Gennaco pointed out, “If the data for officer-involved shootings, which are significant events, is that far off from reality, I have no doubt (use of force data is probably worse).
“But this is the data that there is. To the degree that there is data, Davis looks pretty good,” he said adding, “I know that the data for Davis is accurate, but I’m suspect of what I can’t affirm is the data for all other departments.
“It also may be an apples and oranges thing because different jurisdictions, different types of use of force [present] differently,” said.
He used an example, in about 30 percent of the jurisdictions in California, when an officer takes out his or her weapon and points it at a suspect that’s considered a use of force—Davis does not.
“So for those jurisdictions that count that action as the use of force, they’re going to necessarily have higher numbers and be sort of out of whack with the jurisdictions that don’t report that as a reportable use of force,” he said.
This is one problem, but it is not the only problem with this kind of comparison.
One question I would have—is a ratio really the best way to go in order to create a comparison? I understand that, given the size of jurisdictions, you want to baseline it. After all, Davis had only 44,000 calls for services while San Francisco had over half a million—obviously you need to standardize the comparison if you want to compare.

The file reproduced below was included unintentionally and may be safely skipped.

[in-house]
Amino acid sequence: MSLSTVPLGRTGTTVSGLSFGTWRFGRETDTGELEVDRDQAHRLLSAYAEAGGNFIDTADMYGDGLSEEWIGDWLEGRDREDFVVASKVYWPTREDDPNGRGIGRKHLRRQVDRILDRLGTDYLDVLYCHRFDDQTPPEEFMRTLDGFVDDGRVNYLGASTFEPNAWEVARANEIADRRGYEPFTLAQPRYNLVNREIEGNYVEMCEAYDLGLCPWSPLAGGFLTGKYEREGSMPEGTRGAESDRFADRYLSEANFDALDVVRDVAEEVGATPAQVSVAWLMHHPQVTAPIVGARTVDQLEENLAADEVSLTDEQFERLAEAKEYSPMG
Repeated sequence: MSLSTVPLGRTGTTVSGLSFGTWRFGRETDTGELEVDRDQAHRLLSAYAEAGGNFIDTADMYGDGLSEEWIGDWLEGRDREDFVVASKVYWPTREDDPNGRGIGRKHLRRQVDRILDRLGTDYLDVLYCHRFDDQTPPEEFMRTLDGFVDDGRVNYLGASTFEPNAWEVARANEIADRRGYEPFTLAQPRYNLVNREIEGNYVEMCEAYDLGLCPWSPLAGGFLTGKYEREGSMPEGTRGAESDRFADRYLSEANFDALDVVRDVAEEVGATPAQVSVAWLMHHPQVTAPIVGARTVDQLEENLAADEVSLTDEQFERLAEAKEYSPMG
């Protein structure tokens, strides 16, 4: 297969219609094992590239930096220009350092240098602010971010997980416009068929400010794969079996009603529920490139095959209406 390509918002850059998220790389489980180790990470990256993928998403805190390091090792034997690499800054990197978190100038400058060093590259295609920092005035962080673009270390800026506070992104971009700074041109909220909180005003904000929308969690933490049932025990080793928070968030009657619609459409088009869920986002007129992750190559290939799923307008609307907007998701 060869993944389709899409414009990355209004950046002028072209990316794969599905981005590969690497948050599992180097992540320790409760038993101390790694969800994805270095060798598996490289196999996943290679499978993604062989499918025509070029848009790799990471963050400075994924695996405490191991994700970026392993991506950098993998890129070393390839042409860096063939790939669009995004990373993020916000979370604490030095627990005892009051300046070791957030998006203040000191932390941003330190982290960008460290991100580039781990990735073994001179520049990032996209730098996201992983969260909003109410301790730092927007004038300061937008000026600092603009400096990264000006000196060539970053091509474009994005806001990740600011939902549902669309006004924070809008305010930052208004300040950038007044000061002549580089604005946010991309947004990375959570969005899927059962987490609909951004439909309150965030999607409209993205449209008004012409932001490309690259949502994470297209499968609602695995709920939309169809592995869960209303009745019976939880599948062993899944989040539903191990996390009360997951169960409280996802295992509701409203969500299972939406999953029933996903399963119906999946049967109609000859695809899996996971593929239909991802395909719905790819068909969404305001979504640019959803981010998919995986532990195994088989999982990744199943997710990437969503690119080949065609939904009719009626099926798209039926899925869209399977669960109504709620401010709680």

But if we were going to do an academic study on use of force, we would probably make use of a multivariate regression model, rather than a straight ratio. One reason for that—the straight ratio does not account for types of crimes and types of calls that are occurring.
As I pointed out earlier this week, Davis is a relatively low crime area and the crime that we do have tends to be things like bike thefts and burglaries—not things that are going to be caught in progress by police officers and thus unlikely to trigger a use of force.
If the call for service is coming next day to take a report on a bike theft, a catalytic converter theft, or a burglary, the chance of there being an confrontation is almost zero.
That definitely matters.
Finally, while looking at use of force is helpful, what we really want to evaluate is when the police are using excessive or unlawful force. Sometimes it takes force for police to lawfully take someone into custody, they are permitted to do so, and they follow the law in doing that.